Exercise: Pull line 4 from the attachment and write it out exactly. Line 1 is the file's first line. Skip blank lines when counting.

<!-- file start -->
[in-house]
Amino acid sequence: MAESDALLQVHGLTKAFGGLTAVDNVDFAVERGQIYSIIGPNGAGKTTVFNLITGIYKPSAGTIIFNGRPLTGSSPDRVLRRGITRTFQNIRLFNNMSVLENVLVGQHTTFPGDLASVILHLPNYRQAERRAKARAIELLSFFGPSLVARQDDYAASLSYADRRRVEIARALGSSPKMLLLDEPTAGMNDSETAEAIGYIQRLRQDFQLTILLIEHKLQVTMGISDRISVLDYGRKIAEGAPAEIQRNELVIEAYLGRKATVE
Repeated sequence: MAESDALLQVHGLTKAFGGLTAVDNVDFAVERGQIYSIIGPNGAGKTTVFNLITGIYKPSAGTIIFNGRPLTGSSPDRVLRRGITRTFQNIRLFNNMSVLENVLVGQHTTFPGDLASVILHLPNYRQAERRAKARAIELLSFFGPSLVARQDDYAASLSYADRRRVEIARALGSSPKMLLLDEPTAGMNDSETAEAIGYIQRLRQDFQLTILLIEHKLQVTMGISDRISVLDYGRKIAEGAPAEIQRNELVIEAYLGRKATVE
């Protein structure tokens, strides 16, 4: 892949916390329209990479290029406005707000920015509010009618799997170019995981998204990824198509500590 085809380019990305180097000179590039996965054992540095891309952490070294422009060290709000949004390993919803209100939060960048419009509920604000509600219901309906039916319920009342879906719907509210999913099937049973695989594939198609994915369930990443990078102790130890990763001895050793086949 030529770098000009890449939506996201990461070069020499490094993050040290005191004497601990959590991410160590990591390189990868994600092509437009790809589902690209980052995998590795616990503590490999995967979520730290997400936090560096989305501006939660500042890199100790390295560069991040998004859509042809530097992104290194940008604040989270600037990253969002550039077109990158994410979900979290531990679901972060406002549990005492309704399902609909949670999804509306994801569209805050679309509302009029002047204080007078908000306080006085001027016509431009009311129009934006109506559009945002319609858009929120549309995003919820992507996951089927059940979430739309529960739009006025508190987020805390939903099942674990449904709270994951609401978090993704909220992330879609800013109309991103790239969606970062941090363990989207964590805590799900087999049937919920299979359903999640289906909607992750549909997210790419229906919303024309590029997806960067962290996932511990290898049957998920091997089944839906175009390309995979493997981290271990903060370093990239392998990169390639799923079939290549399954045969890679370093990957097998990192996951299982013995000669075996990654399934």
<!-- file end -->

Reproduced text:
């Protein structure tokens, strides 16, 4: 892949916390329209990479290029406005707000920015509010009618799997170019995981998204990824198509500590 085809380019990305180097000179590039996965054992540095891309952490070294422009060290709000949004390993919803209100939060960048419009509920604000509600219901309906039916319920009342879906719907509210999913099937049973695989594939198609994915369930990443990078102790130890990763001895050793086949 030529770098000009890449939506996201990461070069020499490094993050040290005191004497601990959590991410160590990591390189990868994600092509437009790809589902690209980052995998590795616990503590490999995967979520730290997400936090560096989305501006939660500042890199100790390295560069991040998004859509042809530097992104290194940008604040989270600037990253969002550039077109990158994410979900979290531990679901972060406002549990005492309704399902609909949670999804509306994801569209805050679309509302009029002047204080007078908000306080006085001027016509431009009311129009934006109506559009945002319609858009929120549309995003919820992507996951089927059940979430739309529960739009006025508190987020805390939903099942674990449904709270994951609401978090993704909220992330879609800013109309991103790239969606970062941090363990989207964590805590799900087999049937919920299979359903999640289906909607992750549909997210790419229906919303024309590029997806960067962290996932511990290898049957998920091997089944839906175009390309995979493997981290271990903060370093990239392998990169390639799923079939290549399954045969890679370093990957097998990192996951299982013995000669075996990654399934």